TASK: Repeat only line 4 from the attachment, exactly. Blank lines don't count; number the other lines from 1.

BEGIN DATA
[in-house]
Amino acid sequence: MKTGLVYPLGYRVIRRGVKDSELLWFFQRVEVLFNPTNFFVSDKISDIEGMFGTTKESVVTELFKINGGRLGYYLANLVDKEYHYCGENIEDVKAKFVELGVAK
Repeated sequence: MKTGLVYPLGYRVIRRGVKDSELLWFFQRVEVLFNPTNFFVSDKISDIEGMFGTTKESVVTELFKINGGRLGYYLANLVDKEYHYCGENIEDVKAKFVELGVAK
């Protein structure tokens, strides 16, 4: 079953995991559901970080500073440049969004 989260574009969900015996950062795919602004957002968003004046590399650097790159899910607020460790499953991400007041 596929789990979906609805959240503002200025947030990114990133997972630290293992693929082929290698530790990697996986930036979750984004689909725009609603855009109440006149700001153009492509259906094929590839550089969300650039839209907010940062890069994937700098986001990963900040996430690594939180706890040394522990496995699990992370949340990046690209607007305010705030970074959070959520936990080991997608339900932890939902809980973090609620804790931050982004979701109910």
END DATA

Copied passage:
């Protein structure tokens, strides 16, 4: 079953995991559901970080500073440049969004 989260574009969900015996950062795919602004957002968003004046590399650097790159899910607020460790499953991400007041 596929789990979906609805959240503002200025947030990114990133997972630290293992693929082929290698530790990697996986930036979750984004689909725009609603855009109440006149700001153009492509259906094929590839550089969300650039839209907010940062890069994937700098986001990963900040996430690594939180706890040394522990496995699990992370949340990046690209607007305010705030970074959070959520936990080991997608339900932890939902809980973090609620804790931050982004979701109910």